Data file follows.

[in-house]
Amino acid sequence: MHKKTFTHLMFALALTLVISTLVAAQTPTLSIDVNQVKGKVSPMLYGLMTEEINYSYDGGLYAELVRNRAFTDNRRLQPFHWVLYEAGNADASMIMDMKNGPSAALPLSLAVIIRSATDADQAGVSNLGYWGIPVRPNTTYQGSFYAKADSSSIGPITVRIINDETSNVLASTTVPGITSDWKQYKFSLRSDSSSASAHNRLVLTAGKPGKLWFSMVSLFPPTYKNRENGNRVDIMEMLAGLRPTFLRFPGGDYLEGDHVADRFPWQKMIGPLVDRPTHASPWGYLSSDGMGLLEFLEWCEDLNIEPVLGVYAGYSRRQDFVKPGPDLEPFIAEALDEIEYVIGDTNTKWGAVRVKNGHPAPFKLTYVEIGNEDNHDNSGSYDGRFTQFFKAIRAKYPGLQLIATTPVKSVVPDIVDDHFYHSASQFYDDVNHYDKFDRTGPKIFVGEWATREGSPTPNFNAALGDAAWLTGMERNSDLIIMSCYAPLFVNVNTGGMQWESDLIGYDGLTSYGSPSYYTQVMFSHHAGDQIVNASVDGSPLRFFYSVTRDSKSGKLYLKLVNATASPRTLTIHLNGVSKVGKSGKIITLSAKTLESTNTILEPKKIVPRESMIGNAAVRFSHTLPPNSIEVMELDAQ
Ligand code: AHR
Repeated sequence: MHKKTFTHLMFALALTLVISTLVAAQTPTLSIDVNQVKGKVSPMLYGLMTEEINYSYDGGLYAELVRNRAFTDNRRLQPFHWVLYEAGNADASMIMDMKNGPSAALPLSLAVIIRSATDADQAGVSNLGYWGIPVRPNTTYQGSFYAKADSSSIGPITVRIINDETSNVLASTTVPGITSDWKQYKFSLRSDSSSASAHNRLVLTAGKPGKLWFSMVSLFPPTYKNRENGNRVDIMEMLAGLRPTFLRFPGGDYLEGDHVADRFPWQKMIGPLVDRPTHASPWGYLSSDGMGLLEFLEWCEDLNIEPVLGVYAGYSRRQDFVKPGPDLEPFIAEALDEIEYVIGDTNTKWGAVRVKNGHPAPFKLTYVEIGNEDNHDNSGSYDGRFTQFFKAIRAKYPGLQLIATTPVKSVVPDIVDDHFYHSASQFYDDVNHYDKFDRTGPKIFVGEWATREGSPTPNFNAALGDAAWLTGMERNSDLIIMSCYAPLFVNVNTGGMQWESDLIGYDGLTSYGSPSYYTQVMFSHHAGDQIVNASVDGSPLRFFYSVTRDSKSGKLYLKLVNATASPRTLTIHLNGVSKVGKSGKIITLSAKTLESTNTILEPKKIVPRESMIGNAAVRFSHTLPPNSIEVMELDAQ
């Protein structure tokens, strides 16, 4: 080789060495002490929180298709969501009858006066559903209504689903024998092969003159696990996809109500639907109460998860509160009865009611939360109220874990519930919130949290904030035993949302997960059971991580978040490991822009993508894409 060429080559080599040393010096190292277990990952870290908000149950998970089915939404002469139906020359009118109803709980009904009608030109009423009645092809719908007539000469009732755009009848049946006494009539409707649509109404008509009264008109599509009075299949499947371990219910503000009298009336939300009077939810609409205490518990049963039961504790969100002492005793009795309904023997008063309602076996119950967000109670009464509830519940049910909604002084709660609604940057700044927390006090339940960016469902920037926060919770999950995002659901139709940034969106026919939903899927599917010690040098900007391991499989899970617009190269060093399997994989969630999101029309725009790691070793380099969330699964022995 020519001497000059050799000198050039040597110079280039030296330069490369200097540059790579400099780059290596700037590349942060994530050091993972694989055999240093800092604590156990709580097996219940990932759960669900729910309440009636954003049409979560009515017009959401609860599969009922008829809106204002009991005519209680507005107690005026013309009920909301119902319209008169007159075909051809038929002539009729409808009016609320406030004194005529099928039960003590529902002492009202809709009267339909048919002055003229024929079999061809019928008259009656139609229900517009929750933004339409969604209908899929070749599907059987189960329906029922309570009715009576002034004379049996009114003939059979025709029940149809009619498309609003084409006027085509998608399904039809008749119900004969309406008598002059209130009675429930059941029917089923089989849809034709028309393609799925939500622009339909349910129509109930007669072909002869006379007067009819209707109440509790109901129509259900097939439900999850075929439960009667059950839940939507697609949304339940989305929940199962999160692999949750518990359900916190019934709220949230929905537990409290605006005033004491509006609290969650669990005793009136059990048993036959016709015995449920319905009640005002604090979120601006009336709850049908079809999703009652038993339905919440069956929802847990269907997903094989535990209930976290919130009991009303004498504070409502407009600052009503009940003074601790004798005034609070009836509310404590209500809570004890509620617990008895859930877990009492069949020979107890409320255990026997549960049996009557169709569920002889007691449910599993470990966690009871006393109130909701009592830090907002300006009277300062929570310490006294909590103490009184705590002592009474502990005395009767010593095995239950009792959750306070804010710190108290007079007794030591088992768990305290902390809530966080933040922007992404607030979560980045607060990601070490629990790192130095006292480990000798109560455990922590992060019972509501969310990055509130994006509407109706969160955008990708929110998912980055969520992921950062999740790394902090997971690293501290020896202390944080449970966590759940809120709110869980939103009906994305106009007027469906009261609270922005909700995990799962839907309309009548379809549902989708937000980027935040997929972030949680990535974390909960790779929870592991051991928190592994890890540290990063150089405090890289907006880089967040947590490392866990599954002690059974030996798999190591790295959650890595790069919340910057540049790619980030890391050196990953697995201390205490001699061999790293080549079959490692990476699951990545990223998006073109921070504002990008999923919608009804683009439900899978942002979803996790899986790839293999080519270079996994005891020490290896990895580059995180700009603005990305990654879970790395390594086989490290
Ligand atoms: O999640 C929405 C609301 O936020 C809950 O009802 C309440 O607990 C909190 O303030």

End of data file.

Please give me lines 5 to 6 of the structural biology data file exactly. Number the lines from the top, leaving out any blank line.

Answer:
């Protein structure tokens, strides 16, 4: 080789060495002490929180298709969501009858006066559903209504689903024998092969003159696990996809109500639907109460998860509160009865009611939360109220874990519930919130949290904030035993949302997960059971991580978040490991822009993508894409 060429080559080599040393010096190292277990990952870290908000149950998970089915939404002469139906020359009118109803709980009904009608030109009423009645092809719908007539000469009732755009009848049946006494009539409707649509109404008509009264008109599509009075299949499947371990219910503000009298009336939300009077939810609409205490518990049963039961504790969100002492005793009795309904023997008063309602076996119950967000109670009464509830519940049910909604002084709660609604940057700044927390006090339940960016469902920037926060919770999950995002659901139709940034969106026919939903899927599917010690040098900007391991499989899970617009190269060093399997994989969630999101029309725009790691070793380099969330699964022995 020519001497000059050799000198050039040597110079280039030296330069490369200097540059790579400099780059290596700037590349942060994530050091993972694989055999240093800092604590156990709580097996219940990932759960669900729910309440009636954003049409979560009515017009959401609860599969009922008829809106204002009991005519209680507005107690005026013309009920909301119902319209008169007159075909051809038929002539009729409808009016609320406030004194005529099928039960003590529902002492009202809709009267339909048919002055003229024929079999061809019928008259009656139609229900517009929750933004339409969604209908899929070749599907059987189960329906029922309570009715009576002034004379049996009114003939059979025709029940149809009619498309609003084409006027085509998608399904039809008749119900004969309406008598002059209130009675429930059941029917089923089989849809034709028309393609799925939500622009339909349910129509109930007669072909002869006379007067009819209707109440509790109901129509259900097939439900999850075929439960009667059950839940939507697609949304339940989305929940199962999160692999949750518990359900916190019934709220949230929905537990409290605006005033004491509006609290969650669990005793009136059990048993036959016709015995449920319905009640005002604090979120601006009336709850049908079809999703009652038993339905919440069956929802847990269907997903094989535990209930976290919130009991009303004498504070409502407009600052009503009940003074601790004798005034609070009836509310404590209500809570004890509620617990008895859930877990009492069949020979107890409320255990026997549960049996009557169709569920002889007691449910599993470990966690009871006393109130909701009592830090907002300006009277300062929570310490006294909590103490009184705590002592009474502990005395009767010593095995239950009792959750306070804010710190108290007079007794030591088992768990305290902390809530966080933040922007992404607030979560980045607060990601070490629990790192130095006292480990000798109560455990922590992060019972509501969310990055509130994006509407109706969160955008990708929110998912980055969520992921950062999740790394902090997971690293501290020896202390944080449970966590759940809120709110869980939103009906994305106009007027469906009261609270922005909700995990799962839907309309009548379809549902989708937000980027935040997929972030949680990535974390909960790779929870592991051991928190592994890890540290990063150089405090890289907006880089967040947590490392866990599954002690059974030996798999190591790295959650890595790069919340910057540049790619980030890391050196990953697995201390205490001699061999790293080549079959490692990476699951990545990223998006073109921070504002990008999923919608009804683009439900899978942002979803996790899986790839293999080519270079996994005891020490290896990895580059995180700009603005990305990654879970790395390594086989490290
Ligand atoms: O999640 C929405 C609301 O936020 C809950 O009802 C309440 O607990 C909190 O303030």